This fall, Boston-based fund giant Fidelity plans to celebrate the 25-year tenure of William Danoff, head of the biggest fund run by a single manager in the U.S. and arguably the best-performing large-cap manager of his time.

At a time when investors have been shifting tens of billions of dollars from active management to passively-managed funds, Danoff is one of the few mutual fund managers whose quarterly disclosures can move market prices. His Contrafund, with $106.3 billion in assets under management, is a mainstay of retirement savings plans nationwide.

Yet some financial advisors and fund analysts say they are concerned that Fidelity has yet to name a co-manager for Contrafund, setting up the risk that investors will flee and remaining shareholders will suffer should Danoff, 55, retire or otherwise leave the fund suddenly.

"There is a key man risk with Contrafund," said Katie Rushkewicz Reichart, an analyst at Morningstar who covers the fund. "Not only has Danoff done quite well but he's managing such a large sum of money that it's not a role that another person could easily step into."

Those concerns are an echo of last September, when Bill Gross, who often referred to himself as the king of bonds, abruptly left Pimco and his management of the Total Return fund. To be sure, Gross had his worst performance in nearly two decades in the year before he left Pimco, and the fund had seen 16 straight months of outflows leading up to his departure. After his departure, Total Return suffered $18 billion in outflows in the first month alone, and another $107 billion between October 2014 and August 2015, according to Lipper data.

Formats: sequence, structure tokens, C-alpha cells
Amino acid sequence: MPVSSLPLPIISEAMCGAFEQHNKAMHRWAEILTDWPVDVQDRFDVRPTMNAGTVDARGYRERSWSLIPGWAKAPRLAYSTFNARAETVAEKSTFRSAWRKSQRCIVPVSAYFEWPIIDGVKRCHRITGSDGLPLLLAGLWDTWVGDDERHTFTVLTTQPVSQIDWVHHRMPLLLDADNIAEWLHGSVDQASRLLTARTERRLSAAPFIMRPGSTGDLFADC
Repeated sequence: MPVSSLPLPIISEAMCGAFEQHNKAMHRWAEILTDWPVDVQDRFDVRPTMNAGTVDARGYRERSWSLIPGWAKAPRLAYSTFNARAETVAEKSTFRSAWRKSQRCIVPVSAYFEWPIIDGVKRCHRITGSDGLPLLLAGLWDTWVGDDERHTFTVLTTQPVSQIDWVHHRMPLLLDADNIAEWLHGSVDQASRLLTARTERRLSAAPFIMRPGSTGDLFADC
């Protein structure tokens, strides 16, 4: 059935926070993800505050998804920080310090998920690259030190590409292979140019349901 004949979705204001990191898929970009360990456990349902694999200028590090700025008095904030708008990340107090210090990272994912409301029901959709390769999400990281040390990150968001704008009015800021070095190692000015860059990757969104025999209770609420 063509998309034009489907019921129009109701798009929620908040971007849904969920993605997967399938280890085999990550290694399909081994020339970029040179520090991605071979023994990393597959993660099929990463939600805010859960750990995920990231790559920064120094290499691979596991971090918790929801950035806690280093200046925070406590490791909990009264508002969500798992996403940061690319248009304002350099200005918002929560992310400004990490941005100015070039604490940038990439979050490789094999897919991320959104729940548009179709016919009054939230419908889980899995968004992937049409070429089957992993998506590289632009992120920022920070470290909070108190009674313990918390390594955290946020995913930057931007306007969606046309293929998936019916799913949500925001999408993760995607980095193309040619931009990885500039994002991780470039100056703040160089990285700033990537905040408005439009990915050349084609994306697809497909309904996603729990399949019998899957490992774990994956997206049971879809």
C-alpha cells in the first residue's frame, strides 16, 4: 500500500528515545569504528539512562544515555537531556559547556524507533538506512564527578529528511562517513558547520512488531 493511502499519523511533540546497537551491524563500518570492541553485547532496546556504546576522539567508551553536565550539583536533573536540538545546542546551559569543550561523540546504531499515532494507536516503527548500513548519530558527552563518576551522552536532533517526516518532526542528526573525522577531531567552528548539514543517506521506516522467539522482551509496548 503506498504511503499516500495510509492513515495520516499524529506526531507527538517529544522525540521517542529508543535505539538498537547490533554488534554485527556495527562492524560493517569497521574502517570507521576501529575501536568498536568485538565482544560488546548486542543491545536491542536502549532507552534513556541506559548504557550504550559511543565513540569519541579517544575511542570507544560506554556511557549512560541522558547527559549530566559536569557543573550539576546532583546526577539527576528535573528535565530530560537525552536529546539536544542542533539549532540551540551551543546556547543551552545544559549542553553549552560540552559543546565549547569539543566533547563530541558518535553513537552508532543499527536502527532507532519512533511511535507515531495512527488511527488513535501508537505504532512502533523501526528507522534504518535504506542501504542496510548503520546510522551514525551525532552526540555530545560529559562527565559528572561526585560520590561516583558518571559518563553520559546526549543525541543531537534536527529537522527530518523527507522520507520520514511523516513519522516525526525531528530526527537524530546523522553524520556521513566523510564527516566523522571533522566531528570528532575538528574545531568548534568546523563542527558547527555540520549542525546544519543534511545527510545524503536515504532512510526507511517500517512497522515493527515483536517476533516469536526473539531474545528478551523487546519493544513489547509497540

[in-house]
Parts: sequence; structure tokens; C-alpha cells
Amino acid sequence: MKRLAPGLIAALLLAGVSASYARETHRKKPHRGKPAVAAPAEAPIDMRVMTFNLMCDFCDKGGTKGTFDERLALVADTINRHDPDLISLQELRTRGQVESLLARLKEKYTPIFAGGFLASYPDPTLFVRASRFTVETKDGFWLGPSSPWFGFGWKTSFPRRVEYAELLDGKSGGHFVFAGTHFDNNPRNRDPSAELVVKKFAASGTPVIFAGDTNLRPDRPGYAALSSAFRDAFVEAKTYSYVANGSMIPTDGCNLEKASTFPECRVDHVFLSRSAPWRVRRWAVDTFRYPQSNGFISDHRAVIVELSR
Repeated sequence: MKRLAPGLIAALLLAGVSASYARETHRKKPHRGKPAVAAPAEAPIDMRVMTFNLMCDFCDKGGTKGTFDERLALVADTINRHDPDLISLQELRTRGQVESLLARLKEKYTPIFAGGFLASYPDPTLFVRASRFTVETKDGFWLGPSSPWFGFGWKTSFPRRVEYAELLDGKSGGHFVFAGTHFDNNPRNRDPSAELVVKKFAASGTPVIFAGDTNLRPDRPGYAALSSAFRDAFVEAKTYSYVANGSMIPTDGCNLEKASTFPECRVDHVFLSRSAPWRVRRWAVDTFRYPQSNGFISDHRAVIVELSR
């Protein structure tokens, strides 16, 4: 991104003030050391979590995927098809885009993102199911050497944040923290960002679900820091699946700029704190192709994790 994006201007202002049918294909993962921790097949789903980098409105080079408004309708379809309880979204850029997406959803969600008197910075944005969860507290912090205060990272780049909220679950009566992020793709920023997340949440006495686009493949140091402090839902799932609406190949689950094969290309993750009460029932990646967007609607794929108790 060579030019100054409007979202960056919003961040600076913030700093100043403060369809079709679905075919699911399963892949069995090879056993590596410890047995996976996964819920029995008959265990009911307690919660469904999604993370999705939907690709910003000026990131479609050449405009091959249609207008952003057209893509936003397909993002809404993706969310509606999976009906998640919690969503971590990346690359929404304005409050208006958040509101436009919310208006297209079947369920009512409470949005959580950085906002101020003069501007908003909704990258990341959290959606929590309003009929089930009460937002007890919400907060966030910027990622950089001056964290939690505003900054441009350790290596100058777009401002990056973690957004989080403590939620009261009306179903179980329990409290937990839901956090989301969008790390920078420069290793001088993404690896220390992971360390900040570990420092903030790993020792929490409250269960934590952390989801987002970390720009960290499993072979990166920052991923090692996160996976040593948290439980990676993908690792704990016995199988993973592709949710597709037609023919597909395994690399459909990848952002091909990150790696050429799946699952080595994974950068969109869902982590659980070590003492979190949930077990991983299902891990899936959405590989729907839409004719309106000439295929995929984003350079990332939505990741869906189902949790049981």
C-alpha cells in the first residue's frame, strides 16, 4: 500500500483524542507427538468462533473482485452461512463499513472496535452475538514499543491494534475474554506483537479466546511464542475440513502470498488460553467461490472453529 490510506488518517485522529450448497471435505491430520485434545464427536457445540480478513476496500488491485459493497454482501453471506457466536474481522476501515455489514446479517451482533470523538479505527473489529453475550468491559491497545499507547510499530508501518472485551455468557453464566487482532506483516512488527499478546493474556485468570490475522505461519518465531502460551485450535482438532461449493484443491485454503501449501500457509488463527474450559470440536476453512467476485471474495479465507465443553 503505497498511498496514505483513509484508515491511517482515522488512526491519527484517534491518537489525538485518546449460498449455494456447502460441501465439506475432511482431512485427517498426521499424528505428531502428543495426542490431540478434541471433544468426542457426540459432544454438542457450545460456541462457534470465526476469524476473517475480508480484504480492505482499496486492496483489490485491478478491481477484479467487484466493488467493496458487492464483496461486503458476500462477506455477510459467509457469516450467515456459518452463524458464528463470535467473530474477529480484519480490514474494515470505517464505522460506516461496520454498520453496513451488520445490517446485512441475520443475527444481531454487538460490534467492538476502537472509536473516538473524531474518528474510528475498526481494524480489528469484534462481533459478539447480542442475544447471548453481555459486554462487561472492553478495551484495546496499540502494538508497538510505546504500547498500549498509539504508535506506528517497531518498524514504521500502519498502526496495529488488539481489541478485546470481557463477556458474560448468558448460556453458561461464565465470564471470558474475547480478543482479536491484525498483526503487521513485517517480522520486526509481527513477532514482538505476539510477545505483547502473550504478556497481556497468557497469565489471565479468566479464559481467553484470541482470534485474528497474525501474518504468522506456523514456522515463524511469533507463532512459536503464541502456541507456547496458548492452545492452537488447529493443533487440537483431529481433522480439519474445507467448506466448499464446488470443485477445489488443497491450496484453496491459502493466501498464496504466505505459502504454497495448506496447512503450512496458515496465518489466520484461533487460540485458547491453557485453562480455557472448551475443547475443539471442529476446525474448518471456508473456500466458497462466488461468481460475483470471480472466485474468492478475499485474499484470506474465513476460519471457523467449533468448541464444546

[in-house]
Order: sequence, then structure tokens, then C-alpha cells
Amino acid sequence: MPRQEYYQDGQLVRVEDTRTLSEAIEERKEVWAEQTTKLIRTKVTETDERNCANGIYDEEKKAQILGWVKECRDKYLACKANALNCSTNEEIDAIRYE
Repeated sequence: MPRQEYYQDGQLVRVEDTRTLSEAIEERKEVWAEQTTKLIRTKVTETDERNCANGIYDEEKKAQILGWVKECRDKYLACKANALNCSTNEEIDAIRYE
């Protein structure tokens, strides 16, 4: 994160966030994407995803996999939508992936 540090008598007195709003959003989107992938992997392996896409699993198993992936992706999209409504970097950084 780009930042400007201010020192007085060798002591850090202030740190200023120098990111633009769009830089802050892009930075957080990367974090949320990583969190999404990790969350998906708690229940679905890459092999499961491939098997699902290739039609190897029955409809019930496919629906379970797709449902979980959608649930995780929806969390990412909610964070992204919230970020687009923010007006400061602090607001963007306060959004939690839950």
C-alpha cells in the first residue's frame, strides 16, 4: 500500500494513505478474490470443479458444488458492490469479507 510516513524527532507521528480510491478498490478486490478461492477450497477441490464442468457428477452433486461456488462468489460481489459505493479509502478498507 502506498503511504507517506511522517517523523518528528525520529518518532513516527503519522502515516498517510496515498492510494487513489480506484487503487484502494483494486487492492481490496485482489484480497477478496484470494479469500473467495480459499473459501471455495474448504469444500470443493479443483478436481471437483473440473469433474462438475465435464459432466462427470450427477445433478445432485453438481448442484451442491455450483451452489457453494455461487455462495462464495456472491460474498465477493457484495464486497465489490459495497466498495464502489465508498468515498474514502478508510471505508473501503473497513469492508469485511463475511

Should Danoff leave, a sizable rush to redeem shares could force Contrafund to unload some of its positions in companies such as Facebook, Apple, and Walt Disney in which it is one of the largest shareholders, analysts said.

Retirement plans, meanwhile, may be forced to remove the fund from among its investment options because the fund would no longer have the same management team in place for at least three years.

Most advisors and institutional investors require at least a three-year track record with current management before investing, and the slate is wiped clean if the principal manager leaves without having three years or more with a co-manager, said Todd Rosenbluth, director of mutual fund research at S&P Capital IQ.

Fidelity did not make Danoff available for this article, but said concerns about succession planning are overblown.

"Will is not going anywhere," said Brian Hogan, the head of Fidelity's equity division. "I can say that with a lot of confidence. I talk to Will almost every day in person, on phone, or email. He's tremendously engaged and he's the investment leader, a real workhorse in the department."